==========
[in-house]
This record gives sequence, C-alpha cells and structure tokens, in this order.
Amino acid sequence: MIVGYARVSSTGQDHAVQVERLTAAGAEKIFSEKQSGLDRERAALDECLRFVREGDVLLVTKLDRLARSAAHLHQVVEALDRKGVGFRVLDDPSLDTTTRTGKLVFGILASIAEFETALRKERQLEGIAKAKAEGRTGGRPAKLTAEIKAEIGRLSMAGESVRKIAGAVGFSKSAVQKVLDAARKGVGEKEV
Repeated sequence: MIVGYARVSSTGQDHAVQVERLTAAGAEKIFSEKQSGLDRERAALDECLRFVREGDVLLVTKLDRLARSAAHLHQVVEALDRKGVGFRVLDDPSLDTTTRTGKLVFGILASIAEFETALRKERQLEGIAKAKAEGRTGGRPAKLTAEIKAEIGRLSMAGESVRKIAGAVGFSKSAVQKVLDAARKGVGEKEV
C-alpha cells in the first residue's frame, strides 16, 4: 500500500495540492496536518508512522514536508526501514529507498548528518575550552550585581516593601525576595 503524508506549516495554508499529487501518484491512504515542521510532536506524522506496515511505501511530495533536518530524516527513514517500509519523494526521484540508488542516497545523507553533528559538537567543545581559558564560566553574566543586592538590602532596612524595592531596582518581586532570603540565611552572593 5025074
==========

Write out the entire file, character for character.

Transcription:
[in-house]
This record gives sequence, C-alpha cells and structure tokens, in this order.
Amino acid sequence: MIVGYARVSSTGQDHAVQVERLTAAGAEKIFSEKQSGLDRERAALDECLRFVREGDVLLVTKLDRLARSAAHLHQVVEALDRKGVGFRVLDDPSLDTTTRTGKLVFGILASIAEFETALRKERQLEGIAKAKAEGRTGGRPAKLTAEIKAEIGRLSMAGESVRKIAGAVGFSKSAVQKVLDAARKGVGEKEV
Repeated sequence: MIVGYARVSSTGQDHAVQVERLTAAGAEKIFSEKQSGLDRERAALDECLRFVREGDVLLVTKLDRLARSAAHLHQVVEALDRKGVGFRVLDDPSLDTTTRTGKLVFGILASIAEFETALRKERQLEGIAKAKAEGRTGGRPAKLTAEIKAEIGRLSMAGESVRKIAGAVGFSKSAVQKVLDAARKGVGEKEV
C-alpha cells in the first residue's frame, strides 16, 4: 500500500495540492496536518508512522514536508526501514529507498548528518575550552550585581516593601525576595 503524508506549516495554508499529487501518484491512504515542521510532536506524522506496515511505501511530495533536518530524516527513514517500509519523494526521484540508488542516497545523507553533528559538537567543545581559558564560566553574566543586592538590602532596612524595592531596582518581586532570603540565611552572593 5025074